The director used the same reasoning to recommend rejection of hearing requests from five residents in Port Lavaca, about 4 miles across the water from the Seahawk terminal — a complex of huge storage tanks, marine loading docks and a pump station to move oil through a 100-mile pipeline.
They included Mauricio Blanco, a 51-year-old shrimper who said he spends nine hours per day on the water close to the proposed facility, even though he lives 6 miles away.
Also included: Curtis Miller, 61, owner of Miller’s Seafood, a national wholesaler of shrimp, fish and oysters started by his uncle in the 1960s, with its headquarters on the bayside in Port Lavaca.
In official comments, he told the TCEQ he would be harmed economically by increased air emissions because carbon dioxide from the terminal will contribute to acidification of bay waters, harming the oyster population he depends on.
Baker acknowledged Miller’s economic concerns, but concluded that “based on his location relative to the terminal, Mr. Miller’s health and safety would not be impacted in a manner different from the general public.”
Miller, a stout seaman covered in sunspots, said, “I don’t know what they base that on. I think we could be strongly affected here 4 or 5 miles away.”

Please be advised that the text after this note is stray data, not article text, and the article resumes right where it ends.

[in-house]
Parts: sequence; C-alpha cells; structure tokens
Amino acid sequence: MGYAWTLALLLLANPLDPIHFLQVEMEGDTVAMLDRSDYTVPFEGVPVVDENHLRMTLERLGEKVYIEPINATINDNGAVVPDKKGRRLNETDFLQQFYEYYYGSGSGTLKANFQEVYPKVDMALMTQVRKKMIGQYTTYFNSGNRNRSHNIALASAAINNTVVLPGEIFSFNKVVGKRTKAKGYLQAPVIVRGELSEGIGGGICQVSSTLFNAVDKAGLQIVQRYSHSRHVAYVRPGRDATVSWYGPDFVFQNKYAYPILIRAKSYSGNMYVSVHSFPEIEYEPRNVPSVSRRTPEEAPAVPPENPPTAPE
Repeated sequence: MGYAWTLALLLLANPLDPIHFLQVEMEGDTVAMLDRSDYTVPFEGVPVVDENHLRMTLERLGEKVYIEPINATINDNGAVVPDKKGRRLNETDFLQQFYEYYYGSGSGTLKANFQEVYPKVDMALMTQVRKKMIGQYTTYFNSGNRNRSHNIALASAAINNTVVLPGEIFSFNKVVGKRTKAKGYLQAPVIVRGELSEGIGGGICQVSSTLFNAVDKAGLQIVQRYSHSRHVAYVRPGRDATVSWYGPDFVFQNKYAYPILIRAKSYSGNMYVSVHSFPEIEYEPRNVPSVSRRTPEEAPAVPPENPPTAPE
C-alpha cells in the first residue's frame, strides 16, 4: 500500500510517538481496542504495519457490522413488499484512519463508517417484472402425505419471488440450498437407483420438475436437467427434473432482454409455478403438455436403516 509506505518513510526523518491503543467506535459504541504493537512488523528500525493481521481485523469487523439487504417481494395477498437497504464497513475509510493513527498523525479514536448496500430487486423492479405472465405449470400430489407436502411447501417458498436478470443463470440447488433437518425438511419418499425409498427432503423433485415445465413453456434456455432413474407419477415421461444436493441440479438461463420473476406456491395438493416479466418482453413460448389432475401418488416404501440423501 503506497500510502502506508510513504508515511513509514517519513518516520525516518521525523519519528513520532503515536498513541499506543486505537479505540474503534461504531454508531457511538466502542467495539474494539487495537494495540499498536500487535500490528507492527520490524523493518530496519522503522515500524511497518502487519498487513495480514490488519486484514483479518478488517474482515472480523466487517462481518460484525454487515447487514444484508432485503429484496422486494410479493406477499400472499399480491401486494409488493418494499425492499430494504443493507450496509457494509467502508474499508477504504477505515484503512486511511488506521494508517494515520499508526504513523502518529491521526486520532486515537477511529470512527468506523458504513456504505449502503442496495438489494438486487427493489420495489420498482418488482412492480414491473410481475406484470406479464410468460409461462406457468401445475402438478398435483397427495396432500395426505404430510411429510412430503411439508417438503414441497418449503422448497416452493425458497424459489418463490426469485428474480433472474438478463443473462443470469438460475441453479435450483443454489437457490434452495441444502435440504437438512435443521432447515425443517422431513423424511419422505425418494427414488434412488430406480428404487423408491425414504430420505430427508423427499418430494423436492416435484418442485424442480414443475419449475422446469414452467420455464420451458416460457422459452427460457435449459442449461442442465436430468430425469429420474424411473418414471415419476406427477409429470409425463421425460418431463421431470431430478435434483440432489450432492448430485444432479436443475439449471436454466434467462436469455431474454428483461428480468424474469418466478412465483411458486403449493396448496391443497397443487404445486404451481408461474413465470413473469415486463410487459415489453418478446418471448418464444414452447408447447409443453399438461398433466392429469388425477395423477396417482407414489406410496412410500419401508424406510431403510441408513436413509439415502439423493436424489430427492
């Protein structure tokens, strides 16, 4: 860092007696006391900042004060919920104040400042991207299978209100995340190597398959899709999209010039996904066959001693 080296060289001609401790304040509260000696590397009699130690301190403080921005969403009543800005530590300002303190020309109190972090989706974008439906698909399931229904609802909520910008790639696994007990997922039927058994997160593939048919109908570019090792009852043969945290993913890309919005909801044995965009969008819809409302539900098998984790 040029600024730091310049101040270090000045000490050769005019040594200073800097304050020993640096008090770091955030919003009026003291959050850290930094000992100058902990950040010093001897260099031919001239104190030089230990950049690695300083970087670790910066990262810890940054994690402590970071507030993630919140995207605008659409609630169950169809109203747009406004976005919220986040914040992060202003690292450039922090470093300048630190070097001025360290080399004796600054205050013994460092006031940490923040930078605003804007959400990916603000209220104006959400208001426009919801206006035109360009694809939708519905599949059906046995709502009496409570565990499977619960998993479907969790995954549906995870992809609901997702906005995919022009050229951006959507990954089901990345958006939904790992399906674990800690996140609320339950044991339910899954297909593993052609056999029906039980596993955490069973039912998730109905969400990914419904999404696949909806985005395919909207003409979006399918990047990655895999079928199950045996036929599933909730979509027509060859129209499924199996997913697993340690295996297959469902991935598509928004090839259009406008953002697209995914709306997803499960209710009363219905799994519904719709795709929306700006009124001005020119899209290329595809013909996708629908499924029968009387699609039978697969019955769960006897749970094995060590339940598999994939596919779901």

From the docks at Port Lavaca, he pointed across the water at the Seahawk Terminal, the tallest feature on the horizon, looming large to the northeast.
“Does that look far away to you?” he said.
Then he pointed at a U.S. flag that was flapping to the southwest, directly from the plant to where he stood.
“Look which way the wind is blowing,” he said. “That’s our prevailing summer wind.”
It issued Max Midstream a permit authorizing 61 different emissions points to release up to eight different air contaminants at a collective rate of hundreds of pounds per hour.
“Emissions from this facility must not cause or contribute to ‘air pollution’ as defined in Texas Health and Safety Code,” the permit said.
In June 2022, Wilson sued the TCEQ in federal court, alleging that it “acted arbitrarily and unreasonably in determining that Plaintiffs did not qualify as affected persons” based solely on distance.
“There are no distance restrictions imposed by law for this type of permit,” reads a legal brief Wilson filed for the case in July 2023.
She claimed TCEQ issued a pollution permit that was not compliant with state and federal law and asked the court to overturn it. A first hearing in the case is set for November.
Disclosure: Texas A&M University has been a financial supporter of The Texas Tribune, a nonprofit, nonpartisan news organization that is funded in part by donations from members, foundations and corporate sponsors. Financial supporters play no role in the Tribune's journalism. Find a complete list of them here.